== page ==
Wednesday, June 30, 2010

Alaska Ride, Day 17

Summer of 1896, along the Klondike River, north of Dawson City, way up in the Yukon Territory, three men discovered gold. When word reached the States, it started the Klondike Gold Rush.

People from all over the United States, and even some in other countries, heard that gold was so plentiful in the Klondike, it was like picking up nuggets off the ground. At that time, Americans were hitting on hard times and news of easy riches sent them packing for the Klondike Gold Fields.

The problem was that getting to the Klondike was difficult. There were no roads there, no railroad, no stagecoach. The only way was to take a boat from San Francisco or Seattle north to Skagway Bay.

Once at Skagway Bay, they could either land in Skagway or Dyea. At Skagway, you took the White Pass Trail north, while at Dyea you took the Chilkoot Trail north. Both landed you at the headwaters of the Yukon River, and from there you took rafts for 500 miles to Dawson City.

They were called "Stampeders", because they caught gold fever, and feverishly stampeded up through mountains of ice without realizing the harsh winters that awaited them.

Stampeders arriving at Skagway, AK

And when they got to Dawson City, they discovered that every square inch of land in the Klondike Gold Fields had already been staked. There wasn't even a spec of gold dust a stampeder could lay his hands on. Several of them turned right back around and headed home. But many others stayed in Dawson City and helped build it into what it is today. They constructed railroad tracks that lead south to Skagway. They helped build the river boats, install electricity, started businesses of their own, and at the time built Dawson City into one of the largest cities in all of Canada.

And once the railroad opened up, the town of Dyea died, while Skagway's future was secured.

Today, the stampeders continue to arrive into Skagway by boat. Except they're stampeding for souvenirs, photographs, fine dining, and entertainment. And they're still making the long journey up to Dawson City, except by tour bus.

Funny how things change but still seem to remain the same.

Having spent my day in Skagway, I understand how closely tied it is to Dawson City. Neither city would be what it is today if not for the stampeders.

Today, stampeders still arrive at Skagway by boat.

It rained all night long at Dyea Campground, and it poured. The region around Skagway is mountainous, and the tall mountains force the ocean air high upwards where it cools down, condenses, and forms clouds. And these clouds seemingly have nowhere to go, but rain back down on Skagway.

Next morning, I thought about waiting out the rain inside my tent, but realized that was a bad idea. Still pouring down, I packed up my camp, and headed back into Skagway on my Honda ST.

The fuel gauge said I only had 30 miles left in the tank. I asked a local on where the gas station was. She pointed me in the direction. As it turns out, Skagway has only one gas station, and that station has only one pump. I mean, hardly anyone drives around here; 90% of the people are from cruise ships, another 9% are locals who just walk everywhere, and the other 1% drove vehicles in from out of town.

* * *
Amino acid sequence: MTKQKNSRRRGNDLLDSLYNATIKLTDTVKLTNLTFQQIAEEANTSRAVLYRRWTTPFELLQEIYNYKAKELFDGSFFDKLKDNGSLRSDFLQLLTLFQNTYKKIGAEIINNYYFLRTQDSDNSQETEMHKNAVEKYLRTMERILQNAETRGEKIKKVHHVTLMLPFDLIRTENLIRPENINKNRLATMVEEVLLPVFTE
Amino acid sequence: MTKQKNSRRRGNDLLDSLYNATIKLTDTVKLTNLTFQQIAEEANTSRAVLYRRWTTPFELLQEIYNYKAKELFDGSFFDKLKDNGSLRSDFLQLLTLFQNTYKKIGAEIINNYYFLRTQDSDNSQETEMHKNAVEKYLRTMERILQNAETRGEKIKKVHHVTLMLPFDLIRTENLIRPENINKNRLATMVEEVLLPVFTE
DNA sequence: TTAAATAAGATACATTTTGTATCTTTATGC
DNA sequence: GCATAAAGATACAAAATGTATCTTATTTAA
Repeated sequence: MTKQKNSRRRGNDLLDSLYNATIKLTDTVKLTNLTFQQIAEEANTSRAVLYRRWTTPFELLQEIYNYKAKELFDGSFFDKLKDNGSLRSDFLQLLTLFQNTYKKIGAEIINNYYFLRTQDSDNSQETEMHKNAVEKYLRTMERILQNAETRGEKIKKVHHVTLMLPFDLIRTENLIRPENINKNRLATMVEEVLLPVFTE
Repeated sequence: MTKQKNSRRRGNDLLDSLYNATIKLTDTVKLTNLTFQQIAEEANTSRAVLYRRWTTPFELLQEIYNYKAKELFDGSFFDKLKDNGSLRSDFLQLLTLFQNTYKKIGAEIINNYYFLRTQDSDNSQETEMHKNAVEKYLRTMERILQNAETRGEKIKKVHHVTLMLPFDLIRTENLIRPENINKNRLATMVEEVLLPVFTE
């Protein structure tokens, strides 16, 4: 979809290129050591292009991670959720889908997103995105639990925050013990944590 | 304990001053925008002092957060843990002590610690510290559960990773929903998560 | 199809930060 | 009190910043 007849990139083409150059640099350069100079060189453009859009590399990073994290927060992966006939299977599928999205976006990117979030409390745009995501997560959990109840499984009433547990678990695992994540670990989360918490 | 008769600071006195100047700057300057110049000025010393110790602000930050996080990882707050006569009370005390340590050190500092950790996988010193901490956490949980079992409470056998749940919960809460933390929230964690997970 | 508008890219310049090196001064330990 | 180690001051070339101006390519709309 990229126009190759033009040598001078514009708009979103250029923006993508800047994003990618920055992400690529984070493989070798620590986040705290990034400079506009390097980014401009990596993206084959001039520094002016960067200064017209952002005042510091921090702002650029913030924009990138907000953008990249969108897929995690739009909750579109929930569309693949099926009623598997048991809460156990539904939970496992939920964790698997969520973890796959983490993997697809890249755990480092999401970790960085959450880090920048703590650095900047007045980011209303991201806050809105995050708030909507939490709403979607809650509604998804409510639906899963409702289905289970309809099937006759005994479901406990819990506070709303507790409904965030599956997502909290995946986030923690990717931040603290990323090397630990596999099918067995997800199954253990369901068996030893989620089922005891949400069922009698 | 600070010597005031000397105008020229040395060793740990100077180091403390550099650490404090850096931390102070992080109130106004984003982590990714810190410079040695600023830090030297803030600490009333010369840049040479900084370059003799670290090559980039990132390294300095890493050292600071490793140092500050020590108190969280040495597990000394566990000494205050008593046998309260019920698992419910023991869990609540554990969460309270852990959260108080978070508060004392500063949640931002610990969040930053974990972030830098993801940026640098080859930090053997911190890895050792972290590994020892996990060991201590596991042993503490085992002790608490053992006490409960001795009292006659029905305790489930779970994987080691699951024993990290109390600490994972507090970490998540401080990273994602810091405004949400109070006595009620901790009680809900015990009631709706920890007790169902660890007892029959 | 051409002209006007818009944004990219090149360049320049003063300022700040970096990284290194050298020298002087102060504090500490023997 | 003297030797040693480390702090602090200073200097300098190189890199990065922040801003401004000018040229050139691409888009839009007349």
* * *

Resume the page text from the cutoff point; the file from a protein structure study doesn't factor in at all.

In fact, considering the hordes of people walking through downtown Skagway, parking is plentiful. You can find a parking space just about anywhere.

I had breakfast at a cafe called "Corner Cafe". There I ran into a couple on dual sports I had met several days ago at Big Creek Campground, off the Alaskan Highway. We updated each other on our travels, and then bid each other farewell.

Corner Cafe, Skagway, AK, 4th Street & State

I managed to walk through the entire town, and made good on my promise to buy my wife a souvenir.

It was still raining hard, and the temperature felt like mid-40s all day long. I tried to warm up at a Starbucks shop, but they wouldn't accept the Starbucks Card as payment. I thought that was ridiculous. I mean, why have a Starbucks Card if some stores are not even going to take them? So I walked out on them.

I was told the public library has free Wi-Fi. So I went there. I found about 15 people crammed into a small room set up just for Wi-Fi users. I tried to get on, but for some reason my netbook couldn't communicate with the library's network.

So I left town, and headed back to Whitehorse.

Downtown Skagway, in the rain

In Skagway, you can buy bacon-flavored toothpicks

A taxidermy grizzly watches over the Corrington Museum of Alaskan History

"I don't always smoke, but when I do, I prefer salmon"

Stampeders placed these harnesses over their dogs to carry their supplies.
Originally they used horses, but horses could not endure the frost.
Pack dogs became so valuable, stampeders stole them from each other.

Jewelry is the hottest commodity in Skagway.
Every second or third store in Skagway is a jewelry store.

You can buy all five Alaskan Harley dealer t-shirts in one place.

I don't know why, but this building seemed strange.


  1. Brings back memories reading your story too. I didn't see any bacon flavored toothpicks though ;-)

  2. Starbucks REALLY sucks...and that rhymes too!


About Steve

A vagabond who hauls a motorcycle around the country in a toy hauler, earning a living as a website developer. Can often be found where there's free Wi-Fi, craft beer, and/or public nudity. (Read more...)